We’ve been on this homesteading journey for a few years now. And let me just say, I have failed more times than I can count. In fact, I’ve just stopped counting for the sake of my sanity. It’s moments like these when I tell myself that the good Lord forgets all of my failures, so I should too.
During my first few years here, I failed a lot. I failed at eating healthy (I still do). I failed at keeping chickens healthy. I failed at homemaking. I failed at being a good mom. And I massively failed at gardening. Thank goodness for grace.
What happens when people fail? What happens when I fail? It’s probably one of the major reasons why people don’t start living a healthier lifestyle or start their own farm journey. Failure…it’s a scary thing.
I use to be convinced that failure was a bad thing. But man, was I wrong. Failure is, indeed, simply the act of trying something and not accomplishing it in the way you had hoped. Typically, that means you did something wrong. Other times, it simply means you weren’t within the proper situation in order for your “try” to have effect.
For example, when I planted my first garden in an area that was basically just rock, I couldn’t expect it to do well. At all. Not unless I built the soil up. But I didn’t do that. I hoed myself some rows (about killing myself while doing it), plopped some plants in the ground, and then I was upset when it didn’t produce much.
Funny how that works.
I blamed myself. Called myself a horrible gardener.
I could’ve thrown my hat in the ring right then and there. I came, I saw, I didn’t conquer.
But I didn’t quit either.
I did something that most people don’t think about…
I saw failure as being something positive, I learned from my mistakes, and the following year I did better.
And guess what….
I failed again.
I laugh when people ask me how to have a successful garden. Hunny, I’m still learning. But the one thing I tell everyone is to be prepared to fail miserably the first 3 years of your gardening experience. Well, for normal everyday people who don’t have the touch of Midas.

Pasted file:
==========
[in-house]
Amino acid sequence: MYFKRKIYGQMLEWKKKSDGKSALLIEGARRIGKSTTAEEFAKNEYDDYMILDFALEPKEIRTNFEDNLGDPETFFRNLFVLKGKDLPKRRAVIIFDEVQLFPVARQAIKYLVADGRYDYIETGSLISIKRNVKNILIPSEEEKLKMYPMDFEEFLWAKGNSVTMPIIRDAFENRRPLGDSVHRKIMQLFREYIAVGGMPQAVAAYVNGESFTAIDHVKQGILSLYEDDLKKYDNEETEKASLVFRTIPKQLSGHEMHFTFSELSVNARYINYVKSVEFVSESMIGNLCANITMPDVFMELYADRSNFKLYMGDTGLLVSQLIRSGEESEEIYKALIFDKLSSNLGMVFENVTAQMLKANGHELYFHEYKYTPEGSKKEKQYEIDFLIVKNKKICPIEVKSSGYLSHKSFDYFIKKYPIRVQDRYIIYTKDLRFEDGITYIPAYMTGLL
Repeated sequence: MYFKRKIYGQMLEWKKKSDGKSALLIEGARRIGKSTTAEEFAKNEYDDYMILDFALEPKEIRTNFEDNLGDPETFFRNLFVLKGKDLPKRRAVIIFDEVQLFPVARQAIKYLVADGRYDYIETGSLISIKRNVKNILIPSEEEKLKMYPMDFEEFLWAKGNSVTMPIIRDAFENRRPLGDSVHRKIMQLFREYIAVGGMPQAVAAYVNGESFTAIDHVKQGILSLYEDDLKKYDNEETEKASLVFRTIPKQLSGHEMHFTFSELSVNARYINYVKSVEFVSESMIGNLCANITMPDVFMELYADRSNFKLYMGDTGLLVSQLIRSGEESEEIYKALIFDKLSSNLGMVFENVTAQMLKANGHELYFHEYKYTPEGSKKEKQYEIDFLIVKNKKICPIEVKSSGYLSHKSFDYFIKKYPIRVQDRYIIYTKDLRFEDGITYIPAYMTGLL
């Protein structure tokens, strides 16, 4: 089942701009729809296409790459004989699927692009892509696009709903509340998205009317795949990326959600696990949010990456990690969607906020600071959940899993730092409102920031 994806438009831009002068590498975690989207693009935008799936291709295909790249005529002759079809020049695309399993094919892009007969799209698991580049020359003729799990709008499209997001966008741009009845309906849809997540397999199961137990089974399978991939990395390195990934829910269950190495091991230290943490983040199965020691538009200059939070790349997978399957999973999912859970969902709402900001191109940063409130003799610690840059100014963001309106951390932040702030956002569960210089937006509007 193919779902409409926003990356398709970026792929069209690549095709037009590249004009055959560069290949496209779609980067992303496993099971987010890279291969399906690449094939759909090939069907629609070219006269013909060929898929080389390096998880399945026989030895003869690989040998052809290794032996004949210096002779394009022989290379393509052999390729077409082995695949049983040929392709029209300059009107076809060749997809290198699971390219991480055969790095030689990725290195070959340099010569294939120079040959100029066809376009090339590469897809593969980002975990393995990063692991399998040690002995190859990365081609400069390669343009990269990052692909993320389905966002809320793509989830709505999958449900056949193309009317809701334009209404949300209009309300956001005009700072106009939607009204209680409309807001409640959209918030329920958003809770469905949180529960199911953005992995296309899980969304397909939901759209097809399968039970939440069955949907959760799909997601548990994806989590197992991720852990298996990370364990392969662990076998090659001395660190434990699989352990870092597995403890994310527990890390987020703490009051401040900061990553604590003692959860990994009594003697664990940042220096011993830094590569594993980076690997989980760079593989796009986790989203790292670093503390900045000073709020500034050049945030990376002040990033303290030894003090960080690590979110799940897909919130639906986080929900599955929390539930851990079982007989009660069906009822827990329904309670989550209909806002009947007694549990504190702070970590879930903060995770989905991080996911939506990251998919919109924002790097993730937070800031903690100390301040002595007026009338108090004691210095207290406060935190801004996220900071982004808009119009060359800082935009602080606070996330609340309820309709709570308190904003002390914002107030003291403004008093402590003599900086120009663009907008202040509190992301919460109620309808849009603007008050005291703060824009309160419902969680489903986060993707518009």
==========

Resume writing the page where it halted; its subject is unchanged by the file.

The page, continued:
But I also tell them to use those experiences, to notice nature all around them, and to listen to what their garden is trying to tell them.
Take your everyday miserable failures and turn them into learning experiences. It doesn’t mean it won’t work. It just means you have to work a little harder for it.
And then, right then and there in that moment, a little success will pop it’s little head up and say, “here I am!”
And you might cry a little bit. You’ll definitely squeal with delight. And then you’ll scare yourself to death and remind yourself that this is just the beginning…that in order to keep anything alive and well, it takes just as much work as it did to get to this point.
It’s the same with any homesteading endeavor….
…the list goes on and on and on. We fail at it all. We all fail at some point.
You are not the only one failing. You are not the only one succeeding. You’re just the only one making the decision as to what step you’ll take next.
So, what happens when you fail is really up to you.
You can choose to quit.
You can choose to do it differently.
You can choose to mope.
Or you can choose to learn.
Homesteading is hard work, but I assure you, it is good work.
Nothing good ever comes easy. And if it does, be suspicious.
In the homesteading world we often say anything that can go wrong will go wrong, and you’ll learn this along the way. But it doesn’t always have to be that way.
In Galatians 6:9 it says;
“Let us not become weary in doing good,
for at the proper time we will reap a harvest
if we do not give up.“
And so, sweet friend, I tell you this…
never give up.
Because in the end, if you continue to push through and forward, the harvest that you’ll reap…my goodness….it will make it all worth it.
My garden? Well, it’s amazing this year. But it took a lot of hard work to get it to that point…
So take a break. Take a breath. Take a trip.
But never, ever, give up.
Success isn’t built on success—it’s built on the foundation of failure.
Failure is inevitable. Giving up is an option